Ms. Cleage has written a beautiful quintet of often dissonant voices that explores the progress of the civil rights movement through the encounters of five African-American women; I’d be honored to stage it.

Our Lady of 121st Street by Stephen Adly Guirgis

I love Mr. Guirgis’ dialogue, his character, the richness of his language.  I haven’t seen his work staged well, and I would like to remedy that.

Gem of the Ocean by August Wilson

Phylicia Rashad’s performance as Aunt Esther in the Broadway premiere of this play was a study in thoughtful, precise, bold choices played fearlessly; it was gorgeous, thrilling, captivating.  This is a beautiful story that Mr. Wilson has written and I would love to tell it.

Blood Relations by Sharon Pollock

A hypothetical day in the life, Blood Relations pays a visit to Lizzie Borden one hot afternoon ten years after her acquittal for the murders of her father and stepmother. The play is both whodunit, but also Lizzie as split subject. During a game of let’s pretend, Lizzie steps back and watches the events of August 4, 1892 play out before her. She is protagonist, antagonist, housemaid and spectator, all at once. Blood Relations is its own play, but it reminds me of Martin McDonagh’s trilogy (see below) because it demands to know, it explores and examines what drives a person to violence.

Still Life by Emily Mann

Emily Mann’s Still Life is a play that does violence. The characters visit tremendous violence upon one another, and they have had tremendous violence done to them. Still Life looks at lives in the aftermath of the Vietnam War, but its scope is wider. Mark participated in a war in the strictest sense of that word, but all of the characters are fighting a war. For their emotional selves. For their identities. For the way that human beings are supposed to treat one another as opposed to the ways that human beings often do treat one another. Still Life is an opportunity to explore the parameters of violence, of war, in personal lives and in public ones.

A Man’s World by Rachel Crothers

It’s amazing to me that Rachel Crothers has practically disappeared off our theatrical map. Prolific and smart, Ms. Crothers asks good questions about the role of women in America, about the double standards with which our culture is still rife. Some of the plays are dated now, but there remain powerful pieces of theatre waiting for their next opportunity in her long-neglected work.

Beyond the Horizon by Eugene O’Neill

The challenge of Eugene O’Neill’s work is to find both what is strong and redemptive, what is the very kernel of human nature, while also exploring fearlessly the dark crevasses, the pain and the brutality that he has written. Beyond the Horizon looks at potential, both that tested and that wasted. It looks at the waste, the diabolical waste of self-sacrifice. The cost of the waste is beyond all measure. It is a beautiful, terrible journey; I await it eagerly.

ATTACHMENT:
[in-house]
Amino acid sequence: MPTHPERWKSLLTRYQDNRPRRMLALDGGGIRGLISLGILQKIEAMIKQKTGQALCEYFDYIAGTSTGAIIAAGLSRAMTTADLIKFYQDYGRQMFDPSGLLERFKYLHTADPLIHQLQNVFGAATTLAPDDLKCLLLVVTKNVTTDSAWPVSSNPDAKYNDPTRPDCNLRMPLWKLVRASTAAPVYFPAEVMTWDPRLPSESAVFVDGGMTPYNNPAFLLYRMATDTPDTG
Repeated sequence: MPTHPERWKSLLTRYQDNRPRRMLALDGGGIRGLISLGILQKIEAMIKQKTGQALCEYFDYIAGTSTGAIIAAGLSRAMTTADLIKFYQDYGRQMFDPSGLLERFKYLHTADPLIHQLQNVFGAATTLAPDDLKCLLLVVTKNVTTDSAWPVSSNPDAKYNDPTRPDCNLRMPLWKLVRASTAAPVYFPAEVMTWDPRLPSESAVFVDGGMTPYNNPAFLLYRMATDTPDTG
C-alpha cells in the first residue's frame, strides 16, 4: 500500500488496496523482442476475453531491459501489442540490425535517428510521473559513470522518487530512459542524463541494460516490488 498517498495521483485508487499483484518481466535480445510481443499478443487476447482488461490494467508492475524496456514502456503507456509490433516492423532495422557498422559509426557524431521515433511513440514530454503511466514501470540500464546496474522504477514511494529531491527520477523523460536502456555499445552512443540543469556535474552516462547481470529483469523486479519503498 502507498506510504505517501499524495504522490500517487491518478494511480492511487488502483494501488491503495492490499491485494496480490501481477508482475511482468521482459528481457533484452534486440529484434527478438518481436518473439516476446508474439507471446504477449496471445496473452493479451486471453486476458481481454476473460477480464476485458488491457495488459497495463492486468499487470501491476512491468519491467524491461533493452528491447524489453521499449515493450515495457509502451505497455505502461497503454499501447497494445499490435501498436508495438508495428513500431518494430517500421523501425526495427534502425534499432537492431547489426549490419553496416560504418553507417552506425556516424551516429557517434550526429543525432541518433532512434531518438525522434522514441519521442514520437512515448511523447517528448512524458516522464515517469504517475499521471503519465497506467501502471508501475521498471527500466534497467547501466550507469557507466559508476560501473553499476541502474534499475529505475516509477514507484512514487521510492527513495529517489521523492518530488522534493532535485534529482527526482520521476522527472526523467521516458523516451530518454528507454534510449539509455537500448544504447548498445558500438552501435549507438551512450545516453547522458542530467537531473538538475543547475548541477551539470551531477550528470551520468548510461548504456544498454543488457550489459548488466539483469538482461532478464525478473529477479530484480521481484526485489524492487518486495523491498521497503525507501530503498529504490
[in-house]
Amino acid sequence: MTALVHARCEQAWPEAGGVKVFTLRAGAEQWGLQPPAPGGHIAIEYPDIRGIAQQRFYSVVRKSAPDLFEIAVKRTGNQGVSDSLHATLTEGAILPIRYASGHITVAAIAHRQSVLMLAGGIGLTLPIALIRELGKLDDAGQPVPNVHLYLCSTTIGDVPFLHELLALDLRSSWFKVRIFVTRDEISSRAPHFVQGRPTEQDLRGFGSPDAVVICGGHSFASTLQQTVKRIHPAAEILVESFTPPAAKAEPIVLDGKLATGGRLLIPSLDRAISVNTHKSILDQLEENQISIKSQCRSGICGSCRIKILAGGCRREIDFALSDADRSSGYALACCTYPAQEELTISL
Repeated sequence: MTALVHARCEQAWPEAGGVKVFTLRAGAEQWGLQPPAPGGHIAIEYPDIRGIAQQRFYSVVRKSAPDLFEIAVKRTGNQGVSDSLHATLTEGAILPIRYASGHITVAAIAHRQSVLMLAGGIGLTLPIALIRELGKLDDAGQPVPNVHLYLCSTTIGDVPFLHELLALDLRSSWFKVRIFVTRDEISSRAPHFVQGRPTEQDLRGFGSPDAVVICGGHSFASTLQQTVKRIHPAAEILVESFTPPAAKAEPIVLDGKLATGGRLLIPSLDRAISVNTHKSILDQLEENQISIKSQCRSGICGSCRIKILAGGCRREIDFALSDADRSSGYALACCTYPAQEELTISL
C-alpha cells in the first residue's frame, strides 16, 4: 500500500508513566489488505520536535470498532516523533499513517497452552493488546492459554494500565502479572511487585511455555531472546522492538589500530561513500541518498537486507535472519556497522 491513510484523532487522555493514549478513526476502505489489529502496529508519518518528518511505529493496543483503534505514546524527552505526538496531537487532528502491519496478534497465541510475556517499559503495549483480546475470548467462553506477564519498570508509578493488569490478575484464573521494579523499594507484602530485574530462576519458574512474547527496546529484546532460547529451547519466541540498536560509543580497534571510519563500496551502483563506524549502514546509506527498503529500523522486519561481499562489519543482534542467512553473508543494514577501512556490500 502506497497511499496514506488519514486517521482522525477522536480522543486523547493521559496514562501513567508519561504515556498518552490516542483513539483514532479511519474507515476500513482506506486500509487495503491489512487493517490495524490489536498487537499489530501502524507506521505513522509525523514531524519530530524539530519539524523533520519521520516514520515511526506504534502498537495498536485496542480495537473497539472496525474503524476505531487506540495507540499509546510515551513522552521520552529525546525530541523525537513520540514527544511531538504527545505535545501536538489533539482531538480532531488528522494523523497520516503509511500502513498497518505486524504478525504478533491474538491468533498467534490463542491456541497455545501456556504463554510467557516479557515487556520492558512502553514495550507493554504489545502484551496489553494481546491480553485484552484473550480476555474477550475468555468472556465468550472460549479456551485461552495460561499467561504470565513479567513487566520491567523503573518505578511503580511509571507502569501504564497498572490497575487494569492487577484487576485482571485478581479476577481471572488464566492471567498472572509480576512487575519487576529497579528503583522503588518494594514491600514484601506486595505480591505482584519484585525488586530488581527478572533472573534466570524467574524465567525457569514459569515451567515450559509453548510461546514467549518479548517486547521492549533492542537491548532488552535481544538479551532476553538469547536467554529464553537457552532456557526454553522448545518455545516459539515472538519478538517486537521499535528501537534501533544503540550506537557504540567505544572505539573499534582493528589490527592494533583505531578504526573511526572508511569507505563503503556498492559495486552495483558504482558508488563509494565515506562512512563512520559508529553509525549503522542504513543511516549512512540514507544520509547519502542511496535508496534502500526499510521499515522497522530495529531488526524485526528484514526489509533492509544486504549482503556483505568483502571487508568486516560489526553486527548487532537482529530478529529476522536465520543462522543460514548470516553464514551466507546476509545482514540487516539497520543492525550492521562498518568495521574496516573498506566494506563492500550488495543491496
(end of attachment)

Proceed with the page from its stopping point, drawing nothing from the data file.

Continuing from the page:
Arcadia by Tom Stoppard

Arcadia is that brilliant combination of the intellectually challenging and the emotionally provocative: I love a play (or a novel or a piece of music) that breaks my heart at the same time that it encourages my brain to an epiphany, to understand something for the first time, to see something familiar in a new way.

Other Stoppard plays that I would love to direct include Rosencrantz & Guildenstern Are Dead, Travesties, and The Real Thing.

A Skull in Connemara and The Lonesome West by Martin McDonagh

I wrote my undergraduate thesis on Irish political theatre and I grew up in an Irish Catholic household. I learned both Republican fight songs and drinking songs before I could read. I feel a strong affinity for much in the canon of the Irish theatre, from the works of Lady Gregory through Sean O’Casey to Anne Devlin and Marina Carr. I look forward to directing more of these plays.

When I saw Beauty Queen of Lenane on Broadway, I was riveted (despite Stephen Wadsworth’s claim that it is nothing but a potboiler!). When I read A Skull in Connemara and The Lonesome West, I knew that Beauty Queen had only begun to examine the murderous impulse that can grow up inside a trapped or wounded individual, an individual who lacks the means for other forms of expression. These plays are magical in part because they are full not just of anger and vindictiveness, but also human inconsistency and especially humor.

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Young directors simply must from time to time be hired by a theatrical institution, if only to correct its inevitable tendency to fossilize.
– Tyrone Guthrie

You lie, in faith, for you are called plain Kate,
And bonny Kate, and sometimes Kate the curst;
But Kate, the prettiest Kate in Christendom,
Kate of Kate Hall, my super-dainty Kate,
For dainties are all Kates, and therefore, Kate,
Take this of me, Kate of my consolation…
--The Taming of the Shrew, Act II, scene i